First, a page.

Academic Master

Laws and International Laws

Regulation of Monopoly Policy

A monopoly may be referred to as a market scenario where only one producer has exclusive control over the supply of goods and services. In most countries, monopolies have control over a majority of the factors within the market inclusive of the natural resources. As a result of this excessive market manipulations, some consequences occur as a result of the existence of monopoly firms. Some of these consequences include price discrimination, provision of low quality and quantity goods, and due to low competition, there is no creativity and innovation in the monopolies production process (Berg et al. n.p). Hence, the policy regarding the regulation of monopolies must be enacted to protect the customers, as well as the infant industries within the local market.

Whenever we are considering the economy, three factors come to mind: supply, demand, and price. Since a monopoly has the potential to increase prices indefinitely, this becomes its most disadvantage to the different consumers. Lack industrial competitiveness makes the monopoly price the price of the market and the monopoly demand becomes the market demand (Berg et al. n.p). As the only supplier, a monopoly may also decline to provide services to its customers. The regulation of monopolies is important for the following reasons:

Prevent Excess Price

Without the regulation of the government, monopolies would take advantage and set their prices above the equilibrium set price. As a result, there would be a decline in the customer welfare, and it would also lead to allocative inefficiency.

Quality of Service

In a case where a manufacturer has monopoly power over the provision of a specific service, it may have fewer incentives to provide high-quality services. Through government regulations, standards are set and by monitoring the monopoly it also ensures that these required standards of service are met.

Monopsony Power

Firms with monopoly power also have the opportunity to take advantage of the monopsony buying power. To illustrate, a supermarket may use the prevailing market situation to jam the profit margins of farmers. Government regulation ensures that these big firms do not use monopsony buying power take advantage of the small farmers.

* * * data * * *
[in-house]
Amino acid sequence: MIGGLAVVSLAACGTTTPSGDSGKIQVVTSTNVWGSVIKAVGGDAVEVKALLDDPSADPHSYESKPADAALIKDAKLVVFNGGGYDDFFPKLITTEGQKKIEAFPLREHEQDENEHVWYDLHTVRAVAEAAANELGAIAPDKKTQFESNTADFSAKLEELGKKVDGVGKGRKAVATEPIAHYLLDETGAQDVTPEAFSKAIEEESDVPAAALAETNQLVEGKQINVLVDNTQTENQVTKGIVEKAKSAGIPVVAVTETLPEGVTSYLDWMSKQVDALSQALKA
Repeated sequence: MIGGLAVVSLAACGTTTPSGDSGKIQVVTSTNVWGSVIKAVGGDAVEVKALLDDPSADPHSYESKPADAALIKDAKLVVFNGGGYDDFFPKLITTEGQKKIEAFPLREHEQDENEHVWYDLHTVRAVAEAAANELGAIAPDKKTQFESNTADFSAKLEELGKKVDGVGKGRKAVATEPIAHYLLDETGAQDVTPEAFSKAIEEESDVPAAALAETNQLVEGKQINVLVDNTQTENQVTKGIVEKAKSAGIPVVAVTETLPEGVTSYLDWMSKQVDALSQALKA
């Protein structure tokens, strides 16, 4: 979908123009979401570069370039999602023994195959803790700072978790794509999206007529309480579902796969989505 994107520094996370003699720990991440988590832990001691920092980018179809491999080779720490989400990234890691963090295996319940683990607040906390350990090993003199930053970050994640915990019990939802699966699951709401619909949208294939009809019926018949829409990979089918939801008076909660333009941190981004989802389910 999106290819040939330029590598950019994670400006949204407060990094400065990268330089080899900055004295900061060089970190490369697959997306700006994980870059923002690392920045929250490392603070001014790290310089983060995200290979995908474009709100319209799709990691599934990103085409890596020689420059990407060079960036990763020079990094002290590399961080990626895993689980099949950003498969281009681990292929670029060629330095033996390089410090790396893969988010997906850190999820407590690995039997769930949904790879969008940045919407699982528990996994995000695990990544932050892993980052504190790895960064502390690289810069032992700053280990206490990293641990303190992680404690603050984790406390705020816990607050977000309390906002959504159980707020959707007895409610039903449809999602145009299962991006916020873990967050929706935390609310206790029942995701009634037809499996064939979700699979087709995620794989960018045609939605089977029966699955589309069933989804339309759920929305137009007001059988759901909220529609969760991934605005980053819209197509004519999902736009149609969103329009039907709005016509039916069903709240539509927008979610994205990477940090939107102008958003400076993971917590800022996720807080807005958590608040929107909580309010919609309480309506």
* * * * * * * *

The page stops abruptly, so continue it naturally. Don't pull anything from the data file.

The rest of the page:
Promote Competition

For some industries even if a monopoly exists, there is still a possible way to encourage competition through the support of the government.

Natural Monopolies

Due to the large economies of scale, some firms automatically become monopolies, since the most efficient firm becomes the leader. However, in such cases, it becomes practically impossible to enhance competition, and therefore it becomes essential to regulate the firm to avoid the misuse of monopoly power.

Furthermore, the growth and prevalence of monopolies may result in an economic crisis. The government would, therefore, undertake various activities to enact the policy of monopoly regulation. The government regulates monopolies in the following ways:

Price Capping by Regulators RPI-X

For the privatized industries like gas, water and electricity, the federal government has developed various bodies which are responsible for regulating these institutions. These regulatory bodies include the Office of rail regulator (ORR), OFGEM for regulating the electricity and gas markets, and finally OFWAT which focuses on the regulation of water industries. Their most basic function is that they have the ability to the control the proliferation of prices. One of how the can achieve this is through the use of the RPI-X formula, where X represents the quantity by which they have to reduce their prices in real terms. So if the inflation rate is three percent and X is one percent, then firms can only increase the actual price by two percent that is (3% – 1% = 2%) (Mayo 210). In case the regulators perceive that the firms can make efficiency savings and that it is charging its customers too much, the body can decide to increase the level of X to a higher margin. For instance, in the early years of telecom regulation, the level of X was extremely high, and this was because the efficiency savings made it possible for big cuts in prices.